Last weekend I paid my first visit to the Prague Book Fair, and there was an enormous queue of people waiting when I arrived to sign copies of the Czech translation of The Black Angel. The line stretched right around the corner from the signing area, easily a hundred or more people in length, and as the signing progressed more readers joined it, so it seemed like it would never end. There were men and women, children and older people, all moving slowly and patiently across the floor of the fair, their newly purchased books held firmly in their hands. It was an author's dream.
It was the queue from book heaven.
Unfortunately, it wasn't for me, but for Vaclav Havel, the former Czech president and, according to a recent poll, the most beloved Czech in the country's history. Arriving to sign your book in Prague at the same time that Vaclav Havel is meeting his public is a bit like arriving in a night club in Hoboken, New Jersey in, say, 1965 in order to sing a few songs, only to find that Sinatra has scheduled an impromptu concert across the street. You're just not in the same league.
Thankfully, there were also people present who liked my books, and I passed a very pleasant hour signing and chatting, flattered to be sharing exhibition space with a writer and statesman like Havel, and touched by the kindness of my Czech publishers, the Buchal family, their staff, and my Czech readers.
It is quite an extraordinary thing to see one's book in translation.
After all, I never quite expected to see myself published in English, so to travel to another country and find my books being made available to readers in their native language never ceases to amaze me. I wish I had a better command of some of those languages so that I could express my gratitude to everyone involved, from the publishers to the individual readers. I'm always a little embarrassed that all I can say in most languages is "Hello", "Thank you", and "Two more of the same, please." I guess they're the essentials, but it's small consolation.
I have been fortunate enough, though, to meet some of my translators, and in every case I've felt humbled in their presence. My books would not exist for readers as far afield as Croatia and Russia, China and Japan, without the willingness of translators to take my work in hand and render it intelligible to those whose language, culture and background are often completely different from my own.
The translation of novels is an underappreciated art. I think it's
sometimes assumed that it's usually possible to translate directly from one language to another, but when it comes to fiction in particular, or poetry, it's actually a much more complicated affair. Not everything is directly translatable. Sometimes, not even the title makes sense when translated into a foreign language. My German publishers ran into this problem with my first novel, Every Dead Thing, which just didn't translate well from English to German. They opted instead for The Black Heart, which is quite possibly a better title than the original and involved a fairly close reading of the novel in order to come up with it. And that's just the title! Imagine the questions that arise over nuances, or over words and expressions that simply have no direct equivalent in, say, Japanese or Greek.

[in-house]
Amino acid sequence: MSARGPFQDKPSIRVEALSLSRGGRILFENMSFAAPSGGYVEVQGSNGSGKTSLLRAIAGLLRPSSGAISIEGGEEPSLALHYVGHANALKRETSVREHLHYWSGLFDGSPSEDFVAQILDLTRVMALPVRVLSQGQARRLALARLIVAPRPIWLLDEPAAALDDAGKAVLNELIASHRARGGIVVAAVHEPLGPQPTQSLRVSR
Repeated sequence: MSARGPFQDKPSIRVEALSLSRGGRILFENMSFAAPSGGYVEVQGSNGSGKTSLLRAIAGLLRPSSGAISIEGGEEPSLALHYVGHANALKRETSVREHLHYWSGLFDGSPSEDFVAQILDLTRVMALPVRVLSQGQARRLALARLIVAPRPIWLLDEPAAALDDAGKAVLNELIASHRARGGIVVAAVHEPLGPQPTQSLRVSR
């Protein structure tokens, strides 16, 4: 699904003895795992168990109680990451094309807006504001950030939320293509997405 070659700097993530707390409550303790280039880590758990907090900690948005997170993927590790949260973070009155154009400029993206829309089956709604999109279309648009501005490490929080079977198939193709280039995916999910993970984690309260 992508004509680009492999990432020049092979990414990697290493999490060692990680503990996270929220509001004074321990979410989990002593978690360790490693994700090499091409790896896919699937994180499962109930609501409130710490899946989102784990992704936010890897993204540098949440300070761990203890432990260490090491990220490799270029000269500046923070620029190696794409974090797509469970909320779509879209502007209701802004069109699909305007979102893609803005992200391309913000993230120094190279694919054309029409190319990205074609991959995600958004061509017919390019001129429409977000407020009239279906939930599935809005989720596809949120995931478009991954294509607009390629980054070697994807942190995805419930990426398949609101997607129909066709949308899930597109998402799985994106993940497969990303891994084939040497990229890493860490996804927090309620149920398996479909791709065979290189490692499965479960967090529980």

To translate someone else's work requires a certain willingness to set aside one's own ego, to use one's talents to further the work of another writer while recognising that many readers may take those efforts for granted. It's hard work, and may take many months to complete, yet how many of those who read the finished work will take the trouble to glance at the copyright page in order to discover the identity of the translator? Not enough, I suspect.
It's often the case that translators are published writers themselves. For example, my lovely Czech publisher was signing her own book at the fair an hour or two before I was due to sign her translation of my work. Had she been free, it would have been fun to have invited her to sign with me, and it would have been nothing more than she deserved for enabling the book to exist in its Czech form. Similarly, my beloved Bulgarian translator is a poet and, according to those who have read me in Bulgarian, brings some of that poetry to his translations of my work. My brilliant Italian translator, with whom I share similar tastes in music and books, is about to publish his second novel. In English. I sometimes doubt my ability to communicate in my own language, so to meet someone who is equally at home with two or more tongues makes me feel rather ashamed.
These are all enormously talented individuals, each of whom brings
something distinctive to my books. Theirs is not simply an act of translation but an act of creation, for the book that results is subtly different from the novel that previously existed. In time, perhaps I'll be given the opportunity to express my gratitude to each of them in person. For the present, though, I'd just ask you to glance at the name of the translator the next time you read a book published in translation, for without the work of the world of the book would remain closed to you. It's the least we can all do.
This week John read:
Contact Zero by David Wolstencroft
The Nasty Bits by Anthony Bourdain
and listened to:
Czech popular music (!)